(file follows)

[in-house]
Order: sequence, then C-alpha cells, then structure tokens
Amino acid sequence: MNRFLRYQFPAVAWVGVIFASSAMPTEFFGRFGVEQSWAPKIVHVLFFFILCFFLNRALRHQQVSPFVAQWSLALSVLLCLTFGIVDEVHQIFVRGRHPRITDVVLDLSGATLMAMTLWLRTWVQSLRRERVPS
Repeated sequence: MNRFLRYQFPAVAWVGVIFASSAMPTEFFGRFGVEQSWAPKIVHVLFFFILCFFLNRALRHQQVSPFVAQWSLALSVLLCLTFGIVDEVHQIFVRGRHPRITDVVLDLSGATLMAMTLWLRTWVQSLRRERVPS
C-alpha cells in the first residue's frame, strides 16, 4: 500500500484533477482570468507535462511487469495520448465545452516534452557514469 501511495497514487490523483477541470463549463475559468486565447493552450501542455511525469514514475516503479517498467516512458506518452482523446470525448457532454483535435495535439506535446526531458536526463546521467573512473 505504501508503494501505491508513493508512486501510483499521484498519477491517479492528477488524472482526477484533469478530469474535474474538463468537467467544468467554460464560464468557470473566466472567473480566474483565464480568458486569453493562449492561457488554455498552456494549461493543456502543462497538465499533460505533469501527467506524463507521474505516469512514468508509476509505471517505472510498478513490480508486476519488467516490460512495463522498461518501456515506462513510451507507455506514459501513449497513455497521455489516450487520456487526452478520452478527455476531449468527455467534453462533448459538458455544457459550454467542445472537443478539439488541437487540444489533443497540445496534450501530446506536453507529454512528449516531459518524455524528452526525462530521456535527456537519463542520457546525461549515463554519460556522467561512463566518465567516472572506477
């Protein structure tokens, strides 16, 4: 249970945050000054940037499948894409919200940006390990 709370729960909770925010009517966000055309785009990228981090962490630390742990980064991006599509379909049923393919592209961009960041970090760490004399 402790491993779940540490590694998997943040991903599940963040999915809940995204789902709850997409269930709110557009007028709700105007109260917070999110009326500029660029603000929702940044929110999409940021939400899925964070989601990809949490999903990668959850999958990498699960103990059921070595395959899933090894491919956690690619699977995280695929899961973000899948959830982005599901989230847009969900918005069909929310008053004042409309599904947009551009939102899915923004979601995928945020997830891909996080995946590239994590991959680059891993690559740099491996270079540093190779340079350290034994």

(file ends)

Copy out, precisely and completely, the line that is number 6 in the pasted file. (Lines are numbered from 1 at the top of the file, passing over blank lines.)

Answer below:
């Protein structure tokens, strides 16, 4: 249970945050000054940037499948894409919200940006390990 709370729960909770925010009517966000055309785009990228981090962490630390742990980064991006599509379909049923393919592209961009960041970090760490004399 402790491993779940540490590694998997943040991903599940963040999915809940995204789902709850997409269930709110557009007028709700105007109260917070999110009326500029660029603000929702940044929110999409940021939400899925964070989601990809949490999903990668959850999958990498699960103990059921070595395959899933090894491919956690690619699977995280695929899961973000899948959830982005599901989230847009969900918005069909929310008053004042409309599904947009551009939102899915923004979601995928945020997830891909996080995946590239994590991959680059891993690559740099491996270079540093190779340079350290034994």